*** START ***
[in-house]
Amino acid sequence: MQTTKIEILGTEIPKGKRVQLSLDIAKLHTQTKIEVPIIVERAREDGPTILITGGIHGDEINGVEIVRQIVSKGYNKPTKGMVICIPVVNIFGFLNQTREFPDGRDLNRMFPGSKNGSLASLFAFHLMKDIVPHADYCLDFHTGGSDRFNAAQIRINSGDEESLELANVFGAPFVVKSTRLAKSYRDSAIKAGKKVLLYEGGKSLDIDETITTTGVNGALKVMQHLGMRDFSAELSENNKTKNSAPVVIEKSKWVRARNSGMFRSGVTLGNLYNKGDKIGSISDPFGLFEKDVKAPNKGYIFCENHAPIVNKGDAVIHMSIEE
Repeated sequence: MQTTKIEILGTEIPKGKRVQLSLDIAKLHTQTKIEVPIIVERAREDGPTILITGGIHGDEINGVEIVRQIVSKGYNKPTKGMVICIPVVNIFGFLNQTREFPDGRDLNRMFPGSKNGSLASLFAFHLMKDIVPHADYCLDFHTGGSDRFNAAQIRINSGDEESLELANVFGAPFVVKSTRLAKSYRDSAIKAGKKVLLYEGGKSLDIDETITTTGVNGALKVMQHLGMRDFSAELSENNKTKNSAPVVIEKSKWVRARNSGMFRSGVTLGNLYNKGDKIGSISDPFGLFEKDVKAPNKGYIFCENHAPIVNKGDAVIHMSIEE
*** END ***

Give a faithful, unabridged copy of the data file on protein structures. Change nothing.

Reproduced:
[in-house]
Amino acid sequence: MQTTKIEILGTEIPKGKRVQLSLDIAKLHTQTKIEVPIIVERAREDGPTILITGGIHGDEINGVEIVRQIVSKGYNKPTKGMVICIPVVNIFGFLNQTREFPDGRDLNRMFPGSKNGSLASLFAFHLMKDIVPHADYCLDFHTGGSDRFNAAQIRINSGDEESLELANVFGAPFVVKSTRLAKSYRDSAIKAGKKVLLYEGGKSLDIDETITTTGVNGALKVMQHLGMRDFSAELSENNKTKNSAPVVIEKSKWVRARNSGMFRSGVTLGNLYNKGDKIGSISDPFGLFEKDVKAPNKGYIFCENHAPIVNKGDAVIHMSIEE
Repeated sequence: MQTTKIEILGTEIPKGKRVQLSLDIAKLHTQTKIEVPIIVERAREDGPTILITGGIHGDEINGVEIVRQIVSKGYNKPTKGMVICIPVVNIFGFLNQTREFPDGRDLNRMFPGSKNGSLASLFAFHLMKDIVPHADYCLDFHTGGSDRFNAAQIRINSGDEESLELANVFGAPFVVKSTRLAKSYRDSAIKAGKKVLLYEGGKSLDIDETITTTGVNGALKVMQHLGMRDFSAELSENNKTKNSAPVVIEKSKWVRARNSGMFRSGVTLGNLYNKGDKIGSISDPFGLFEKDVKAPNKGYIFCENHAPIVNKGDAVIHMSIEE